Associates of Sri Caitanya – Part Three: Bhaktas, Avataras, Manifestations and Sakti

 

śrī śrī guru gaurāṅga jayataḥ!

Rays of The Harmonist On-Line Edition

Year 8, Issue 11
Posted: 30 November 2015


Dedicated to
nitya-līlā praviṣṭa oṁ viṣṇupāda

Śrī Śrīmad Bhakti Prajñāna Keśava Gosvāmī Mahārāja


Inspired by and under the guidance of
nitya-līlā praviṣṭa oṁ viṣṇupāda

Śrī Śrīmad Bhaktivedānta Nārāyaṇa Gosvāmī Mahārāja


Associates of Śrī Caitanya – Part Three
Bhaktas, Avatāras, Manifestations and Śakti


by Śrīla Bhaktisiddhānta Sarasvatī Ṭhākura Prabhupāda

(Portrait of Śrīla Bhaktisiddhānta Sarasvatī Ṭhākura Prabhupāda)

Associates of Sri Caitanya – Part One: Six Features of Godhead
Associates of Sri Caitanya – Part Two: Sri Nityananda Prabhu

The guru admits us into service to Śrī Kṛṣṇa.

* * *

The next category of Divinity is the bhakta, or devotee. As with the guru, the bhakta’s expression of service to the Divine – which is the distinctive function of the bhakta – is not confined solely to Him. These servants have been divided into two classes, namely (1) servants other than consorts and (2) consorts. While the guru has the distinctive function as master, the servant has no such distinctive function. This distinguishes the guru from the bhakta. The bhakta is also Godhead in the form of His own servant; the one to whom the guru manifests the Divinity. The mercy of the bhakta enables the dissociable soul to receive the mercy of the guru. The guru and the bhakta are the inseparable divine counterparts of one another.

The guru and the bhakta are thus two distinct entities among the five categories of Śrī Kṛṣṇa Caitanya’s associates.

* * *

The avatāras (descending divinities) are the third category. They have their distinctive functions in the maintenance and deliverance of those jīvas who are inclined to serve the Divine. They have distinctive functions as master. The difference between the avatāras’ role of being master and that of the Divine consists in this: the avatāras are derivatives from the Divine, who still possess the absolute divine nature. The relation between the two is analogous to that between the original, self-existing source-light and other shining lamps that have been lit from that source. There is no difference between them in substance or magnitude, but they have distinct functions. The avatāras have their own distinctive natures, but the Divine is their common source. The Divine possesses all of their distinctive functions in a synthesis, which distinguishes Him from the avatāras, and His own divinity does not suffer any diminution on account of the eternal, parallel co-existence of the distinctive activities and personalities of the avatāras, who are themselves Divinities.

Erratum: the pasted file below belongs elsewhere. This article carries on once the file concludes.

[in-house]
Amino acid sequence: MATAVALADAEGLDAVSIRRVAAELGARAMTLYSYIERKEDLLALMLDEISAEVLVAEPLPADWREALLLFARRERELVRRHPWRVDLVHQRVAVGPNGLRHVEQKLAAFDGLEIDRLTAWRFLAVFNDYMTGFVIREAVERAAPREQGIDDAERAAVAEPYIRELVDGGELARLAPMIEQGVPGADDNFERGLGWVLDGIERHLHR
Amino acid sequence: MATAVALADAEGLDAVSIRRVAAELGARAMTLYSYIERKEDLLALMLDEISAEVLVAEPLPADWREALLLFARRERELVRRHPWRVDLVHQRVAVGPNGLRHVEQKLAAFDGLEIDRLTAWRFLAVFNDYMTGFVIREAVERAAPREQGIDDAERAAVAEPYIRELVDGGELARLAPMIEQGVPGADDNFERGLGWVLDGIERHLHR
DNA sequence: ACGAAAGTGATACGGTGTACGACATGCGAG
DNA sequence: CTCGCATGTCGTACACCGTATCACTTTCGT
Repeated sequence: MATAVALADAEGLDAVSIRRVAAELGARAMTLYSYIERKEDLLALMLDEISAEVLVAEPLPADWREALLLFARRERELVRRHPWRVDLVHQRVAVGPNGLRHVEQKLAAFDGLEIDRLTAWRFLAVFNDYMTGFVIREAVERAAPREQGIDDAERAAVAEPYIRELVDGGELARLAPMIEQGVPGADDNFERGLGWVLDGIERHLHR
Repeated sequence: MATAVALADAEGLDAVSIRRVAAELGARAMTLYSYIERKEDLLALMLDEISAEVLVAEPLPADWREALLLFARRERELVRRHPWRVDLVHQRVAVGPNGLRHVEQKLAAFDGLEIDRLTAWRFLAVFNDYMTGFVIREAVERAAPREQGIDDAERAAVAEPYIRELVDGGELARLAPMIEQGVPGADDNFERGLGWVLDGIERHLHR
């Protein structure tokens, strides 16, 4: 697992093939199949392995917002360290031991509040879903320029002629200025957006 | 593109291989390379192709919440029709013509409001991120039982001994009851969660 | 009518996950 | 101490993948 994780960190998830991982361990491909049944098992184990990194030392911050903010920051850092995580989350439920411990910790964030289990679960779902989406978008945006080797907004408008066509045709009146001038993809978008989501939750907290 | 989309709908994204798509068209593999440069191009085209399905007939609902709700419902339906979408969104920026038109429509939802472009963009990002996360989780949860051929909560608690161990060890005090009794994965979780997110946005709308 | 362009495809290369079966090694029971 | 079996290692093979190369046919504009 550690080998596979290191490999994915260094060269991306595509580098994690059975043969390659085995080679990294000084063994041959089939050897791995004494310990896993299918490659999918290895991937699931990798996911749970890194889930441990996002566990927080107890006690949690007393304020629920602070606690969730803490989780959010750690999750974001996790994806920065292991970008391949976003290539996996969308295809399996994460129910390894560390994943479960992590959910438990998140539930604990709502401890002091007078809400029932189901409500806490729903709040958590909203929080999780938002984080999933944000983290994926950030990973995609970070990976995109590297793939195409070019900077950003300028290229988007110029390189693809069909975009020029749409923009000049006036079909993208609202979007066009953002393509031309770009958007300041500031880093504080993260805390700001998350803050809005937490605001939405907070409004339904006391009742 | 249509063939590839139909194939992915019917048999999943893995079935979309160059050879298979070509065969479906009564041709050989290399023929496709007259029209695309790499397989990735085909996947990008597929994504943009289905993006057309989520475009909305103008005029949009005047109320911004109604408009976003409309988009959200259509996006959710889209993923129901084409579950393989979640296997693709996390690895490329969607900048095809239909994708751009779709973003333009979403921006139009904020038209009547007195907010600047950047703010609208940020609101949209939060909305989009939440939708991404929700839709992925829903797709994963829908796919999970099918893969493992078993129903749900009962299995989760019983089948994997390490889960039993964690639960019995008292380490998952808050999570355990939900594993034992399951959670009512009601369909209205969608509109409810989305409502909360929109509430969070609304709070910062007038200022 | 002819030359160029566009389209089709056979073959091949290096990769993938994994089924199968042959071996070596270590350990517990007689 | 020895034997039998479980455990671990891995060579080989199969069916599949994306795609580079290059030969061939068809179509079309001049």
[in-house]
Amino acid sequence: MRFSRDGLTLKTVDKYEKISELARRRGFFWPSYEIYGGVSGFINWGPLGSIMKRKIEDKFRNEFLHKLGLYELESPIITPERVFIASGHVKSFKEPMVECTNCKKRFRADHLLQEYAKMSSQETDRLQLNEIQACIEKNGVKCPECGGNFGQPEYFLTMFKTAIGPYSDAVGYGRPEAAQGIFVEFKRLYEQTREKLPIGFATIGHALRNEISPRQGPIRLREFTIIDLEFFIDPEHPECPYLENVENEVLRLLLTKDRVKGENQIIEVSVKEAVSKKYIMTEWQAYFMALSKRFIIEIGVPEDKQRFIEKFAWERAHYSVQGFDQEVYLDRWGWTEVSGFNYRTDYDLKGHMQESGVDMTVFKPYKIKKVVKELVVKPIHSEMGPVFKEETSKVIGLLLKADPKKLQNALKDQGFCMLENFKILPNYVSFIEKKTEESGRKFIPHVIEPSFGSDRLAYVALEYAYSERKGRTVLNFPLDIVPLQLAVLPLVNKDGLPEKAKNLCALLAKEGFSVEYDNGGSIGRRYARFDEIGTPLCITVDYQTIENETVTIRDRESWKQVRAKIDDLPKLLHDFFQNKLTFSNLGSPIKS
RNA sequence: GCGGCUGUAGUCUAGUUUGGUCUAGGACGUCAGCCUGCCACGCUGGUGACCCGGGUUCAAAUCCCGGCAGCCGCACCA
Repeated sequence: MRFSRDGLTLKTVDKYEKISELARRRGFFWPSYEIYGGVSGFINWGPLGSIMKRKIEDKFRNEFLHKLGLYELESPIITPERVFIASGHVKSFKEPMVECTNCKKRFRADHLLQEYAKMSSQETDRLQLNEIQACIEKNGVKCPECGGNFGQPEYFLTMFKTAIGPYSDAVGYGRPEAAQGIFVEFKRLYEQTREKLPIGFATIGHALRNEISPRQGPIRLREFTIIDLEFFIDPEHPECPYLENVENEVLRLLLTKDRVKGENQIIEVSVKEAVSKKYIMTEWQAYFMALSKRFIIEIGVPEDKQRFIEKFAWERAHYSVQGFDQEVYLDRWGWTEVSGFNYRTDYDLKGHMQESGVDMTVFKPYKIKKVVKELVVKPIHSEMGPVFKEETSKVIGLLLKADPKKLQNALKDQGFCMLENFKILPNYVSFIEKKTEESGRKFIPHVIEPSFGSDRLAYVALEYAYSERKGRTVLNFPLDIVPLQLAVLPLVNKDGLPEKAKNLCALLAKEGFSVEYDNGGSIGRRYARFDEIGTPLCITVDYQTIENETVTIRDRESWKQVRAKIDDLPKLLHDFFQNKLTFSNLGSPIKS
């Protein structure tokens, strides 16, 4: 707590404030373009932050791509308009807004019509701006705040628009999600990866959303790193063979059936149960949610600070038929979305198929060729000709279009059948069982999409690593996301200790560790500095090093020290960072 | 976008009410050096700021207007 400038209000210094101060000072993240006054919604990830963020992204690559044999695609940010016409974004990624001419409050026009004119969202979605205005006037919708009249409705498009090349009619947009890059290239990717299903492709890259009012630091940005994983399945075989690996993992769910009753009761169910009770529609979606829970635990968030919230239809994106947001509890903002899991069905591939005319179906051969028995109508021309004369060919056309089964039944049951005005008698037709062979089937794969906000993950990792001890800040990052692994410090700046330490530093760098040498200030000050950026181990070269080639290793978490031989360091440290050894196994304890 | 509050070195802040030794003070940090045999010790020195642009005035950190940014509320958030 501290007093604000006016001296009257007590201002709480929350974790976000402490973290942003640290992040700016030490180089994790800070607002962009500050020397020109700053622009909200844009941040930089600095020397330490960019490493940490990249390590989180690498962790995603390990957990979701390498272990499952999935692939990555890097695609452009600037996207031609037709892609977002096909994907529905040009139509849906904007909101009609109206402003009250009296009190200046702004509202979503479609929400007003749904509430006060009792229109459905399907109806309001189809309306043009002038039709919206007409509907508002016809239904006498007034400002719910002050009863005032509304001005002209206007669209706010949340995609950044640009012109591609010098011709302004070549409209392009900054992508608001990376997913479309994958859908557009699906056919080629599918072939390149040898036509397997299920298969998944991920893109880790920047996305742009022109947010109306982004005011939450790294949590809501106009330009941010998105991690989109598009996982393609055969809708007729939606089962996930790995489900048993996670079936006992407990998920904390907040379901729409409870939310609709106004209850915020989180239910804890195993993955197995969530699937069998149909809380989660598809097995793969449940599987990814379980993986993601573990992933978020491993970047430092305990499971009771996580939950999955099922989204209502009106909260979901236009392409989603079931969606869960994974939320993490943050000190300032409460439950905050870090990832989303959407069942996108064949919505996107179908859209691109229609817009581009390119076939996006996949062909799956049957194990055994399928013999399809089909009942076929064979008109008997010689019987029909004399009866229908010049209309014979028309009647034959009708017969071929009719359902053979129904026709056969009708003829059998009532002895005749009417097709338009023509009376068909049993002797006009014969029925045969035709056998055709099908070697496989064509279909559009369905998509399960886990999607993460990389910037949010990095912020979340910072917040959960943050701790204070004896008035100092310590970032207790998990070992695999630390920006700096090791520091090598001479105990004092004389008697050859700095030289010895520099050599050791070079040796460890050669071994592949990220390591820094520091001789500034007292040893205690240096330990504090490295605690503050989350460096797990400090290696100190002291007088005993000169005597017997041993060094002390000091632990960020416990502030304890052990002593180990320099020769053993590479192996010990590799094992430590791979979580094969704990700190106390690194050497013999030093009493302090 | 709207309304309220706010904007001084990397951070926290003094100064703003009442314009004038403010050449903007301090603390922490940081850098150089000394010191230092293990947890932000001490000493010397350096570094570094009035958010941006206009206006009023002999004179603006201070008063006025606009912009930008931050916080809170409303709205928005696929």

* * *

Another divine category is the group of divine manifestations. The manifestations are divine forms who are identical with the Divine or else identical with a distinctive nature of His. Kṛṣṇa can appear simultaneously in the same form or in different forms to different people and simultaneously retain His own form. All these other forms are His own manifestations.

* * *

The fifth divine category is divine power (śakti). Divine power is the predominated moiety of the Divine, who is Himself the predominating whole. Śrī Rādhikā is the predominated counter-whole of Śrī Kṛṣṇa. Śrī Rādhikā has Her duplicates and constituents, who are also of the nature of plenary powers of the Divine. Śrī Rādhikā is the female consort in the Supreme Divine Pair. She is the source of all the distinctive divine powers that serve as the corresponding counter-wholes of the infinite manifestations and avatāras of Divinity. She also directly serves Śrī Kṛṣṇa in an infinity of ways in her countless distinctive plenary and secondary forms.

* * *

There are five divine categories of Śrī Kṛṣṇa Caitanya’s associates. If any of these categories are left out, the Truth, who is indivisibly one, refuses to present Himself to the arrogant aptitude of the pedant who does not fully submit to be enlightened by grace regarding the necessity of serving Divinity in and through these distinctions.

The pedant is disposed toward skepticism by dint of his lurking belief that it is the responsibility of the Divine to make Himself known to him. But the jīva is a dissociable particle of the Divine essence. It is the jīva’s responsiblity to choose for himself what relationship he will have with Divinity – one of service, one of neutrality, or one of disobedience. He cannot escape the privilege of exercising this responsibility except by conscious self-deception or by hypocrisy.

The dissociable individual soul is distinct from the divine categories. He is a particle of the marginal potency of the divinity. Śrī Nityānanda, who is identical with Balarāma, is the ultimate source of the jīva. The conditioned soul is a particle of the marginal potency. He has been sent to this world by the will of the puruṣa, Viṣṇu, who is a plenary part of Nityānanda. Viṣṇu lies tranquilly upon the surface of the Causal Ocean and exercises His divine function as the creator of all mundane existence, including the conditioned state of consciousness, without belonging to the mundane plane Himself.

Adapted from The Gaudiya, Volume 49, Number 7
by the Rays of The Harmonist team


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Rays of The Harmonist On-line, Year 8, Issue 11, "Associates of Sri Caitanya – Part Three: Bhaktas, Avataras, Manifestations and Sakti" by Srila Bhaktisiddhanta Sarasvati Thakura Prabhupada, is licensed under a Creative Commons Attribution-Share Alike 3.0 Unported License to ensure that it is always freely available. You may redistribute this article if you include this license and attribute it to Rays of The Harmonist. Please ask for permission before using the Rays of The Harmonist banner-logo.

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